Light, bright options abound at Fig & Olive like the quinoa salad.
Seafood paella at Fig & Olive represents the flavors of Spain.
Fig & Olive will source its produce and vegetables from trusted local farmers.
Crostini are a Fig & Olive signature.
Zucchini carpaccio makes for a fresh appetizer.
Thomas Laczynski may be bringing fresh tastes from the Mediterranean Coast as the new chef at Houston’s Fig & Olive, but he certainly isn’t coasting. Laczynski, formerly of True Food Kitchen in Austin, has developed a comprehensive menu highlighting flavors from the French Riviera for the much-anticipated new Galleria restaurant.
Houston’s Fig & Olive is set to open this month, joining the eight other Fig & Olive restaurants scattered around New York, Los Angeles, Chicago and Washington, D.C. Lacynski is convinced Fig & Olive’s international flavors will fit right into the Houston dining scene.
“It’s most notable because it’s a reflection of the city itself,” Laczynski tells PaperCity. Houstonians are well versed in global cuisine, he adds.
Fig & Olive’s location in The Galleria’s fancy new wing in the former Saks Fifth Avenue space also fits the restaurant’s vibe. Laczynski argues that The Galleria has grown from a shopping destination to a “go-to hub for discerning diners.”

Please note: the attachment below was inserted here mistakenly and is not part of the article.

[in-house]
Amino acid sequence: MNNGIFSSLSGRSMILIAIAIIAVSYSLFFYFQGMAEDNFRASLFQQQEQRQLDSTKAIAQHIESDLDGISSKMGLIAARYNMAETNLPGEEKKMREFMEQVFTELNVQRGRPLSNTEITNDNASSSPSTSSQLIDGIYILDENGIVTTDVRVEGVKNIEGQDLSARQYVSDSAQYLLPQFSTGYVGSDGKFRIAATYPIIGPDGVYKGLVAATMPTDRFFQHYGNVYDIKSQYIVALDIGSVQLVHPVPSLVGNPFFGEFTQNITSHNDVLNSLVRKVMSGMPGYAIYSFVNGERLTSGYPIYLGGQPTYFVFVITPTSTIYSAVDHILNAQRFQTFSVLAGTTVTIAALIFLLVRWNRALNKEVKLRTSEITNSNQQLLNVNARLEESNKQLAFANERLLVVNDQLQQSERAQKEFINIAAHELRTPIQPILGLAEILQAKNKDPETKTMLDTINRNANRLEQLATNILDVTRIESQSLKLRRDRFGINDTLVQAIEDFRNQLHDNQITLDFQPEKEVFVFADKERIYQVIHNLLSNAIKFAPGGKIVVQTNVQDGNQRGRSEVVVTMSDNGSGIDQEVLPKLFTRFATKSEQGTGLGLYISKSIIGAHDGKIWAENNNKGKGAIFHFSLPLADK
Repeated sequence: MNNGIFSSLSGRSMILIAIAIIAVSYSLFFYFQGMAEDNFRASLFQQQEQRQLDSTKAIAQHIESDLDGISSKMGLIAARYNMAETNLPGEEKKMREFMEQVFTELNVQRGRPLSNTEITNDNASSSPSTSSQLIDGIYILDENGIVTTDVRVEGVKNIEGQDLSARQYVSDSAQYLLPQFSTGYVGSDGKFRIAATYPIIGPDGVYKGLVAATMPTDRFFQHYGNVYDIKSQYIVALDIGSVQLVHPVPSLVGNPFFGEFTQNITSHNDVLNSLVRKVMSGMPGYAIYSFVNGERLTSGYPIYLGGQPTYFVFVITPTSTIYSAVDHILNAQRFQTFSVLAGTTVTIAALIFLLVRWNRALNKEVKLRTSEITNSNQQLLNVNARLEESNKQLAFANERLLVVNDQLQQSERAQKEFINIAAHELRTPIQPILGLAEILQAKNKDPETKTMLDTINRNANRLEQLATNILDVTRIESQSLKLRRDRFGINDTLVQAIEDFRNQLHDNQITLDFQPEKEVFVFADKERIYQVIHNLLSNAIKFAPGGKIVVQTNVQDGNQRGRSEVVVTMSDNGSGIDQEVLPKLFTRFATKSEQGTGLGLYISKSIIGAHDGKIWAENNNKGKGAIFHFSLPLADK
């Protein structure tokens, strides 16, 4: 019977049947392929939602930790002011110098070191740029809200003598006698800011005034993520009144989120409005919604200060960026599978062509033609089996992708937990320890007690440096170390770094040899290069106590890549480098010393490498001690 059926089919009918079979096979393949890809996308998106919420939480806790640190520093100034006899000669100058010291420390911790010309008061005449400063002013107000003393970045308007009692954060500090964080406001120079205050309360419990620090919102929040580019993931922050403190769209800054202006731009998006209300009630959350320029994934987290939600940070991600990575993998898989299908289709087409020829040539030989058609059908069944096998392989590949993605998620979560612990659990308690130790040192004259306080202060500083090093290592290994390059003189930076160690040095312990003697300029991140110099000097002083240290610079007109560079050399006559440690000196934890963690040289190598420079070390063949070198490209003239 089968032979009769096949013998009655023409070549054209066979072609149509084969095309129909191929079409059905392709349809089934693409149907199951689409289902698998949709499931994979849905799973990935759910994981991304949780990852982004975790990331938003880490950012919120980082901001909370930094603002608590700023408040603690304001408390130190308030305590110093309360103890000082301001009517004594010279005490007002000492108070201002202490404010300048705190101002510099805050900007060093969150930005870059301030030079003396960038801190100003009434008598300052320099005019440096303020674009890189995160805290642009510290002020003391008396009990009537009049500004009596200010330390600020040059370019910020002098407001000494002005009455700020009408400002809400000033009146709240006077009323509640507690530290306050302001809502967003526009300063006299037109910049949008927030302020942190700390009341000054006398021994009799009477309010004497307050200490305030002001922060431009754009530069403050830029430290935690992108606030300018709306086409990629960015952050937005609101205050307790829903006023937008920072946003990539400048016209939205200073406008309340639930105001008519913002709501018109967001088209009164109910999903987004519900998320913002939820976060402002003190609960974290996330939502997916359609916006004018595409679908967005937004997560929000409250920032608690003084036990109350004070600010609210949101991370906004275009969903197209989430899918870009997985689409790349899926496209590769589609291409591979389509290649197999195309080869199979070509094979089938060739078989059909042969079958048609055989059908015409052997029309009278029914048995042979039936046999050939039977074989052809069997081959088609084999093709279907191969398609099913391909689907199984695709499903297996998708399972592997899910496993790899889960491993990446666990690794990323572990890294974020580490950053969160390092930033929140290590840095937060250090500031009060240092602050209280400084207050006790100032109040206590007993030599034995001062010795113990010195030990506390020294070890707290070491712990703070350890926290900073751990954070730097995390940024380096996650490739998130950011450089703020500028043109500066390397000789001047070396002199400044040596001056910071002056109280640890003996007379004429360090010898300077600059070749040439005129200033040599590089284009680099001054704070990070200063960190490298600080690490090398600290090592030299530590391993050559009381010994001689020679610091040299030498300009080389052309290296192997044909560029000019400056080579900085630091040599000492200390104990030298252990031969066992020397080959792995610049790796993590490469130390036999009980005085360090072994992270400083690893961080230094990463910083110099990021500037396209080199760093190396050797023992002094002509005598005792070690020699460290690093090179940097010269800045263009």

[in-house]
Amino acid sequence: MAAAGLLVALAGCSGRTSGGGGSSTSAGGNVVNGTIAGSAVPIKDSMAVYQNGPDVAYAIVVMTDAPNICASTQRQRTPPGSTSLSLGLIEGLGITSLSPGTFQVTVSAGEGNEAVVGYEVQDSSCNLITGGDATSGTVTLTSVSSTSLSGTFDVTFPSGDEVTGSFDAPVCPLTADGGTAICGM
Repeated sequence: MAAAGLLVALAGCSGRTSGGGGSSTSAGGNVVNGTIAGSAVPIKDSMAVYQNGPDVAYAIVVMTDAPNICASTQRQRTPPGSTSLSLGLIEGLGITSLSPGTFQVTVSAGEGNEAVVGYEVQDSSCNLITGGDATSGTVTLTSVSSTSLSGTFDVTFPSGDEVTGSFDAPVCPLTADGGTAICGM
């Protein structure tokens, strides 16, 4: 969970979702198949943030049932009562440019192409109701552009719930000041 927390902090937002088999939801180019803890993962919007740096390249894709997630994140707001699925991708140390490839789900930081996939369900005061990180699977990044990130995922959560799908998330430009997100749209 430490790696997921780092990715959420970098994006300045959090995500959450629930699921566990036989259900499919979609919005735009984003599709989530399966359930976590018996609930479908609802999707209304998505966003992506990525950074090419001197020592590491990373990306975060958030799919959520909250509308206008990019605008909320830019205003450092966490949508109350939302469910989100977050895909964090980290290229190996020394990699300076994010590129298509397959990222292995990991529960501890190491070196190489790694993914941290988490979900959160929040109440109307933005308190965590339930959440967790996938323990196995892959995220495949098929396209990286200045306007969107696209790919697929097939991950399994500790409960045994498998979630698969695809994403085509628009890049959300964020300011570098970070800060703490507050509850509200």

With Nobu, Blanco Tacos + Tequila and the no longer mysterious Spice Route (read PaperCity‘s exclusive sneak peek of the new high-end Indian restaurant here) joining Fig & Olive in the new Galleria VI, this is suddenly a mall with uber elevated food.
Fig & Olive’s “ethnic cuisine with a modern twist” uses flavors from Italy, Spain and France, as well as Houston itself. Laczynski pulled in tastes of Houston, with a 20-ounce grass-fed rib-eye steak and local tomatoes for a tomato watermelon salad and burrata.
Fresh pressed olive oil serves as the center point of the entire menu.
“We use it to confit, poach, emulsify, and as a substitute for cream and butter in many different recipes,” Laczynski says. The different grades of olive oil allow for different flavor infusions.
Diners can enjoy the olive oil in the dishes and even take some home. Dishes such as a whole Branzino with rosemary, Chateaubriand for Two and Spanish Paella figure to turn heads. Bright edible adornments such as kabocha squash with pickled mushrooms and pears and thin rounds of raw zucchini with fruity Picholine olive oil add more color. Fig & Olive’s dishes are very Instagram friendly.
Fig & Olive’s Houston restaurant will be full of natural light, with a 160-seat dining room and 24-seat bar and lounge. The 40-seat outdoor terrace will add to the Mediterranean ambience — and boost Houston’s patio dining scene.
Fig & Olive takes its name from the symbols of peace and prosperity in Provence, France. Fig & Olive considers Provence a melting pot, a cultural and culinary crossroads. Houston is one too.